A note on terminology, in furtherance to Bortzmeier's answer
One should be clear about definitions. As used here:
domain name is the identifier of a resource in a DNS database
label is the part of a domain name in between dots
hostname is a special type of domain name which identifies Internet hosts
The hostname is subject to the restrictions of RFC 952 and the slight relaxation of RFC 1123
RFC 2181 makes clear that there is a difference between a domain name and a hostname:
...[the fact that] any binary label can have an MX record does not imply that any binary name can be used as the host part of an e-mail address...
So underscores in hostnames are a no-no, underscores in domain names are a-ok.
In practice, one may well see hostnames with underscores. As the Robustness Principle says: "Be conservative in what you send, liberal in what you accept".
A note on encoding
In the 21st century, it turns out that hostnames as well as domain names may be internationalized! This means resorting to encodings in case of labels that contain characters that are outside the allowed set.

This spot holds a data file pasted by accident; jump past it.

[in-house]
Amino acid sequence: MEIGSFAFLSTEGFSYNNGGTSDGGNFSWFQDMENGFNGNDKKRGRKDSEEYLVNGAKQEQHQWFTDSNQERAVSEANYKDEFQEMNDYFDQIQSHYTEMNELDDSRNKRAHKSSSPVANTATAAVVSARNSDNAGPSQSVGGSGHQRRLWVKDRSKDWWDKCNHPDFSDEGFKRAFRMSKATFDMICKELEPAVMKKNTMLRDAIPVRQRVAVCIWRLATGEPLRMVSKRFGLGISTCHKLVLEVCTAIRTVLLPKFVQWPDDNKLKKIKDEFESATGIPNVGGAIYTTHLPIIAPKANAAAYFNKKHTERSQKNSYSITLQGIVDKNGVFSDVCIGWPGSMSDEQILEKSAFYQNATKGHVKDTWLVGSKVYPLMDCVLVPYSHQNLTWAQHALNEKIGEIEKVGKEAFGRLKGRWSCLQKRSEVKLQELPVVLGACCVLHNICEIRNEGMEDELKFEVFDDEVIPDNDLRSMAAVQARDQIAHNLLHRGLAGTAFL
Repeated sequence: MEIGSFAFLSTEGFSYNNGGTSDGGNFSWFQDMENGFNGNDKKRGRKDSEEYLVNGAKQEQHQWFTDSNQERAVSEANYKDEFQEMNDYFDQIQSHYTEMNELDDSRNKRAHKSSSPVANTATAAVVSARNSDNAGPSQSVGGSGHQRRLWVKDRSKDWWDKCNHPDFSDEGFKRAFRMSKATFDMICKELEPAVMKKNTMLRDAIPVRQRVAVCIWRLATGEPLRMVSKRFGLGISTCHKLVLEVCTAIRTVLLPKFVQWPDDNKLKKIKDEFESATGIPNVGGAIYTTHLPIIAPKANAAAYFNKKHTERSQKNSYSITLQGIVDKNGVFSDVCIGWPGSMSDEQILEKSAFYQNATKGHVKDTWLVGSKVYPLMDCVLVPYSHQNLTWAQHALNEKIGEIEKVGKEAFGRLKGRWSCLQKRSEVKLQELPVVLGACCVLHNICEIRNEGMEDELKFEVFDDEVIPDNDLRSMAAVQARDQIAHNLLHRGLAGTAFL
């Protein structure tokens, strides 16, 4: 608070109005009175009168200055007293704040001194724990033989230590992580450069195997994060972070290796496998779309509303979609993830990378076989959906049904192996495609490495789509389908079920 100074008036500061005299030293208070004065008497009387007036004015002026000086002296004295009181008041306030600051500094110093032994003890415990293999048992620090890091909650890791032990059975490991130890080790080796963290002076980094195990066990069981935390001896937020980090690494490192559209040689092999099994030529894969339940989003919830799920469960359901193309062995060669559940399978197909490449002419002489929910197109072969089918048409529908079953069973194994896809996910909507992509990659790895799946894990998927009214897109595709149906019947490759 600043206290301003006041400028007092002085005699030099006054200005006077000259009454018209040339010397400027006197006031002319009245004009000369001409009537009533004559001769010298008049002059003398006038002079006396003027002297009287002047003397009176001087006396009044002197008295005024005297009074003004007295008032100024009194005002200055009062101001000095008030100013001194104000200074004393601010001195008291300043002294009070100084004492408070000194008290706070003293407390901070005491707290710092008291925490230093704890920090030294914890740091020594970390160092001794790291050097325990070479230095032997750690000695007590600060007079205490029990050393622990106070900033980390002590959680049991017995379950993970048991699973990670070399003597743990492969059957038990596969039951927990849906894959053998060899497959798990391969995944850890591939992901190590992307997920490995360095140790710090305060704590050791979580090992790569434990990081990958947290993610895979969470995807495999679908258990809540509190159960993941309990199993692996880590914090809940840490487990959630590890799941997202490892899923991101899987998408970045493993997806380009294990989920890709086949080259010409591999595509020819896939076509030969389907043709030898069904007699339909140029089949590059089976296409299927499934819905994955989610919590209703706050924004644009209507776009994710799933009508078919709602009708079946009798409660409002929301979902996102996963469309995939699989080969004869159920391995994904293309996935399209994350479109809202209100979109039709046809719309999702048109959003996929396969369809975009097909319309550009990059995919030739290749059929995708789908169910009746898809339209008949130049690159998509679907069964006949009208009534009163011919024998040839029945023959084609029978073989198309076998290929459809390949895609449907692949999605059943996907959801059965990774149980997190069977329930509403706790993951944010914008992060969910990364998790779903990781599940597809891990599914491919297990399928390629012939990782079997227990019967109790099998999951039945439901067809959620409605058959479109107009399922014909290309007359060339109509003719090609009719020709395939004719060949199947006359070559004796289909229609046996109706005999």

In particular, it allows one to encode the "_" in hostnames.
The first RFC for internationalization was RFC 3490 of March 2003, "Internationalizing Domain Names in Applications (IDNA)". Today, we have:
RFC 5890 "IDNA: Definitions and Document Framework"
RFC 5891 "IDNA: Protocol"
RFC 5892 "The Unicode Code Points and IDNA"
RFC 5893 "Right-to-Left Scripts for IDNA"
RFC 5894 "IDNA: Background, Explanation, and Rationale"
RFC 5895 "Mapping Characters for IDNA 2008"
You may also want to check the Wikipedia Entry
RFC 5890 introduces the term LDH (Letter-Digit-Hypen) label for labels used in hostnames and says:
This is the classical label form used, albeit with some additional restrictions, in hostnames (RFC 952). Its syntax is identical to that described as the "preferred name syntax" in Section 3.5 of RFC 1034 as modified by RFC 1123. Briefly, it is a string consisting of ASCII letters, digits, and the hyphen with the further restriction that the hyphen cannot appear at the beginning or end of the string. Like all DNS labels, its total length must not exceed 63 octets.
Going back to simpler times, this Internet draft is an early proposal for hostname internationalization. Hostnames with international characters may be encoded using, for example, 'RACE' encoding.
The author of the 'RACE encoding' proposal notes:
According to RFC 1035, host parts must be case-insensitive, start and end with a letter or digit, and contain only letters, digits, and the hyphen character ("-"). This, of course, excludes any internationalized characters, as well as many other characters in the ASCII character repertoire. Further, domain name parts must be 63 octets or shorter in length.... All post-converted name parts that contain internationalized characters begin with the string "bq--". (...) The string "bq--" was chosen because it is extremely unlikely to exist in host parts before this specification was produced.